BayCare Launches Vaccination Clinics for Frontline Staff
NOTE: As of May 1, 2021, BayCare has paused all vaccine scheduling due to significant vaccine availability from public and private providers across West Central Florida. BayCare encourages those still seeking a vaccine to visit BayCare.org/coronavirus/vaccines to find a list of providers in the region.
TAMPA, Fla. (December 17, 2020) – BayCare, the largest health system in West Central Florida, today began vaccinating its frontline team members and providers considered most at-risk for exposure to COVID-19.
“BayCare has been working for months on plans to vaccinate team members and providers as quickly as we can,” said Kyle Barr, senior vice president and chief team resources for BayCare Health System. “We have leveraged resources across the system to vaccinate our staff according to guidelines from the Centers for Disease Control, including clinical and nonclinical staff serving and caring for COVID-positive patients.”
First in line this morning was Deanna Myers, RN, a nurse in the Steinbrenner Pediatric Emergency Center at St. Joseph’s Children’s Hospital. A mother of four including one child with chronic respiratory illness, Myers worked through the night before stopping by the one-day vaccination clinic.
“I think it is very important to get this vaccine,” said Myers who has worked at the hospital for 17 years. “I have four children, including one who is chronically ill. By doing this, I can protect him along with myself and my family. I also want to help other people realize that it’s important to prevent the spread of COVID-19 and come out of this pandemic.”
Doses distributed by BayCare were part of the first allocation of vaccines delivered to Tampa General Hospital earlier this week. St. Joseph’s Hospital buzzed with activity well before dawn as pharmacists, nurses and administrators set up an efficient clinic expected to deliver about 480 vaccines by the end of the day. During phase one of distribution, one-day vaccination clinics will move to various locations throughout the health care system.
BayCare anticipates receiving more vaccine supply in the next week or two and will expand to additional phases as allocation allows. Late yesterday, Florida Governor Ron DeSantis announced BayCare hospitals in its four-county service area will be among the Florida hospitals to receive the Moderna COVID-19 vaccination once it receives its Emergency Use Authorization from the U.S. Food and Drug Administration. Those locations include St. Anthony’s Hospital in St. Petersburg, Morton Plant Hospital in Clearwater, Mease Countryside Hospital in Safety Harbor, Mease Dunedin Hospital, Morton Plant North Bay, St. Joseph’s Hospital in Tampa, St. Joseph’s Hospital-North in Lutz, St. Joseph’s Hospital-South in Riverview, South Florida Baptist Hospital in Plant City, Bartow Regional Medical Center and Winter Haven Hospital.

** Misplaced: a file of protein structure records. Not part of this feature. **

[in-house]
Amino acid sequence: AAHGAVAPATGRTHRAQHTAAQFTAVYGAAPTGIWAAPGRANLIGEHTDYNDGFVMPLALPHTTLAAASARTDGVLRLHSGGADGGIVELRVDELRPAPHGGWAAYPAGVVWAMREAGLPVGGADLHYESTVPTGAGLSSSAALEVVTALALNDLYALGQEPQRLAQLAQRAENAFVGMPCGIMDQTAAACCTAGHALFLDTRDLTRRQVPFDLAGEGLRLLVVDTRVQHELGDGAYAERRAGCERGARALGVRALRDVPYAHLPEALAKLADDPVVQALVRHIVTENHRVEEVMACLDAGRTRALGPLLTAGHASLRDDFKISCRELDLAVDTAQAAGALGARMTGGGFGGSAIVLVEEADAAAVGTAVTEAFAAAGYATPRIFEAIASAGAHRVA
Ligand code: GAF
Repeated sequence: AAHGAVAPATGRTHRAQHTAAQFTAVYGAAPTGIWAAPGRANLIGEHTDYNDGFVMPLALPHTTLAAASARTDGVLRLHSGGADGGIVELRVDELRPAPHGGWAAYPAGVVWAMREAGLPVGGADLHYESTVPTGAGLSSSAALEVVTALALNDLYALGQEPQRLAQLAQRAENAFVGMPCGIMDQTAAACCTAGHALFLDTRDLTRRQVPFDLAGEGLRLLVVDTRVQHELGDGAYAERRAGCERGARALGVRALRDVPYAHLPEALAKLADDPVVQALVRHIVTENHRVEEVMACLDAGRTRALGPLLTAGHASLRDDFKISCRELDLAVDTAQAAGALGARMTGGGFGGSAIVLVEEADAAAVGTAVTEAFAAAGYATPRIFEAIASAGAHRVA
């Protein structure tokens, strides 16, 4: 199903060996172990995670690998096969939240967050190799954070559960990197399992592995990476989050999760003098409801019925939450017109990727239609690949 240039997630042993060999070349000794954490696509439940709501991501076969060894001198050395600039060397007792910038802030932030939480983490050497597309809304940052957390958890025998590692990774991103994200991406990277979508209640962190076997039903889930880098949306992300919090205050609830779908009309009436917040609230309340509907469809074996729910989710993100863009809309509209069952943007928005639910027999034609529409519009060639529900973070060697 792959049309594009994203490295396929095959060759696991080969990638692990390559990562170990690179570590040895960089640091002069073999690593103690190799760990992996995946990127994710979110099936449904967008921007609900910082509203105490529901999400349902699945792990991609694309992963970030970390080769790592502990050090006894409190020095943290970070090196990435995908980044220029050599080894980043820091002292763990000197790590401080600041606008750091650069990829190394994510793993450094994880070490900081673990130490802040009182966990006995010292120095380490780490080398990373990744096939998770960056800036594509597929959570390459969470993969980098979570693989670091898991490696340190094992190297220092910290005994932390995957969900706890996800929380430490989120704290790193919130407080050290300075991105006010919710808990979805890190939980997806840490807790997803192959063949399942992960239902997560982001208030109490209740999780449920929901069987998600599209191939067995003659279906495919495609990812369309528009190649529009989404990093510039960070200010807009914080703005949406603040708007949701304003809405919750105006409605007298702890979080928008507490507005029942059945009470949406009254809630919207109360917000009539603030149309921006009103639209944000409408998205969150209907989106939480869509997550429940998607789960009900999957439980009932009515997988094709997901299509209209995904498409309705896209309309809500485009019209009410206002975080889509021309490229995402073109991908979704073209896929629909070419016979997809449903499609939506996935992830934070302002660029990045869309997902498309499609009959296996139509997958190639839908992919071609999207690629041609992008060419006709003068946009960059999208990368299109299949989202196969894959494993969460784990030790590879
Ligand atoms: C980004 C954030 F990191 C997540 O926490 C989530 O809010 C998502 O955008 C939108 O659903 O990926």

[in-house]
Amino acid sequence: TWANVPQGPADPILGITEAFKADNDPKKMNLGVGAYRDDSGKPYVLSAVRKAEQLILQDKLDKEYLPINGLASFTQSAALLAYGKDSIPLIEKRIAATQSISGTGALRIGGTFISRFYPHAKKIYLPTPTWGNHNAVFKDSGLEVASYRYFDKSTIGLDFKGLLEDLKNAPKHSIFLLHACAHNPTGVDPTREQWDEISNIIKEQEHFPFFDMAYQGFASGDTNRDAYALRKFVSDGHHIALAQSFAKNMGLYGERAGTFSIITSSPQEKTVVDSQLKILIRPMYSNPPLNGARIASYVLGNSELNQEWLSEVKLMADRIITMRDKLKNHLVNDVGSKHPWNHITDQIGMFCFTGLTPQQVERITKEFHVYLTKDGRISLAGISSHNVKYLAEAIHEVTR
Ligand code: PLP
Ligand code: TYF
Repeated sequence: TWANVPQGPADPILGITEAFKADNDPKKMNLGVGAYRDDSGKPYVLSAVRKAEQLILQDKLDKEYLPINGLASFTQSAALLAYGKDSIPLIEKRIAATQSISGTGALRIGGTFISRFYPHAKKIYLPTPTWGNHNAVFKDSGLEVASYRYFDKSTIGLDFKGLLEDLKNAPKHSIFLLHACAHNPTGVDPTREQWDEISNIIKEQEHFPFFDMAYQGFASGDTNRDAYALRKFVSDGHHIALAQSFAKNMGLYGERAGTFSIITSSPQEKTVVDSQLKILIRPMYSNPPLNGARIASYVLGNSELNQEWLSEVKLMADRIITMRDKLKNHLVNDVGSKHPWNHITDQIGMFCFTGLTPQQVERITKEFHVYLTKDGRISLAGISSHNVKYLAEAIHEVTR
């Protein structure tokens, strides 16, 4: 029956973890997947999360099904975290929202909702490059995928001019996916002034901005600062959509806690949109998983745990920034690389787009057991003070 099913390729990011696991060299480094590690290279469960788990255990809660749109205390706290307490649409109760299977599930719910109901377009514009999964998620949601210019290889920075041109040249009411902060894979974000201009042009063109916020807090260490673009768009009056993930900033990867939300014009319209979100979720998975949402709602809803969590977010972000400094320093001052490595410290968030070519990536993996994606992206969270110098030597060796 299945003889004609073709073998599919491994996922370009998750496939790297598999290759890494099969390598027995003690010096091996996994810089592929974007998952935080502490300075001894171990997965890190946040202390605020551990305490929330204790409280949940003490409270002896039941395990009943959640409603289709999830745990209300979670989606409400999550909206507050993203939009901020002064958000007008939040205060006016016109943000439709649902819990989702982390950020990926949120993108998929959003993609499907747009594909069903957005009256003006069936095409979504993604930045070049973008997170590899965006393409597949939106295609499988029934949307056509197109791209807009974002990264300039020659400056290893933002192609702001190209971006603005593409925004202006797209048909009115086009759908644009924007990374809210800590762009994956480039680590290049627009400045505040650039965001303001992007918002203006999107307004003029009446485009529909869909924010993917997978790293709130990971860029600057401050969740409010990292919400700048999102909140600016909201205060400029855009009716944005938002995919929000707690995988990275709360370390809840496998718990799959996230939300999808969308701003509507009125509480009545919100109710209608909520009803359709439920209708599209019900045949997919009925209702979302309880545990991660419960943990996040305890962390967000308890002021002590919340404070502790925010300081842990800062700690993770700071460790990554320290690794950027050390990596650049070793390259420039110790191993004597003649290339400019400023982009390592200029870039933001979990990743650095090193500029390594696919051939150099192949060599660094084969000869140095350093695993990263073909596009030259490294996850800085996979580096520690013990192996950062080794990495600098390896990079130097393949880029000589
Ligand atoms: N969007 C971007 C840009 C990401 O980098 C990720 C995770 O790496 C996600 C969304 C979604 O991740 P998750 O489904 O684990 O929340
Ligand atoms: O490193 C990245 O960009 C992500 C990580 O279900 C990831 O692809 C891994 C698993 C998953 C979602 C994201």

Newly developed vaccines show promise as new tools in the fight against the pandemic. Vaccines help a body produce antibodies that can fight off a specific disease and has two benefits: It helps prevent people from getting infected and, therefore, it can also help stop the spread of the disease. Health care experts also believe that getting a COVID-19 vaccine may help people from getting seriously ill even if they get infected with COVID-19.
“While we wish we could vaccinate everyone who wants this immediately, that just isn’t possible right now due to allotment restrictions,” said Nishant Anand, MD, FACEP, executive vice president and chief medical officer for BayCare.
“We’re excited to have reached this milestone where vaccines are becoming available, but we still need to stay the course to help prevent further spread,” Anand added. “Especially in the midst of the holidays, we encourage everyone to remain vigilant around mask wearing, social distancing and handwashing. And please stay home if you aren’t feeling well. That may be the best gift you can give to others this year.”